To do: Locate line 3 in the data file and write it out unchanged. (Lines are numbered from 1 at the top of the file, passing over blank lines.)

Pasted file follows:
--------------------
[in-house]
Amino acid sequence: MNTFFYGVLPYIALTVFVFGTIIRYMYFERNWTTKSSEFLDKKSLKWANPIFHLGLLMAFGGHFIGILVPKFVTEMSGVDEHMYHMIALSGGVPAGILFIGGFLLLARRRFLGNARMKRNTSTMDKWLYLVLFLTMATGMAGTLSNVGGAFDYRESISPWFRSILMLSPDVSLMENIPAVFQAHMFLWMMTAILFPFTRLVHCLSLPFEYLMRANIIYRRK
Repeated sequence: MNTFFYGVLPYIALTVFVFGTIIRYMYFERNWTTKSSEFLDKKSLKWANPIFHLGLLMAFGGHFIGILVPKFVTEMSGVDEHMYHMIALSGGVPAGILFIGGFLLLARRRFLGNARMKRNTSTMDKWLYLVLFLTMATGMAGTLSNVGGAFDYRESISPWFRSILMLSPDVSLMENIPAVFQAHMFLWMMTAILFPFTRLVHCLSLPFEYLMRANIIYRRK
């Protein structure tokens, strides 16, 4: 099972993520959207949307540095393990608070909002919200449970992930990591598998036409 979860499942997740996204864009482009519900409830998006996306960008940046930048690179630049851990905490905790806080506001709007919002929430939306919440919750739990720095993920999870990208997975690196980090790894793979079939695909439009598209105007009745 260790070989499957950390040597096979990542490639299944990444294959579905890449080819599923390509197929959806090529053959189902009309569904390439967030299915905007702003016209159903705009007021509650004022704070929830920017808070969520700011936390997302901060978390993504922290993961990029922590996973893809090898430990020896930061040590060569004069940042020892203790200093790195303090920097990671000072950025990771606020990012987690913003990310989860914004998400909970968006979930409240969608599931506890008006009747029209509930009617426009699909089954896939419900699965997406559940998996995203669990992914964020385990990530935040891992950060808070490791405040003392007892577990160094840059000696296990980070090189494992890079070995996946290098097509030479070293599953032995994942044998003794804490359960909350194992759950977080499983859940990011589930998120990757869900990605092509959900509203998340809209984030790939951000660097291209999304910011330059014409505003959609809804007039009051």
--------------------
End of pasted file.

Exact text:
Repeated sequence: MNTFFYGVLPYIALTVFVFGTIIRYMYFERNWTTKSSEFLDKKSLKWANPIFHLGLLMAFGGHFIGILVPKFVTEMSGVDEHMYHMIALSGGVPAGILFIGGFLLLARRRFLGNARMKRNTSTMDKWLYLVLFLTMATGMAGTLSNVGGAFDYRESISPWFRSILMLSPDVSLMENIPAVFQAHMFLWMMTAILFPFTRLVHCLSLPFEYLMRANIIYRRK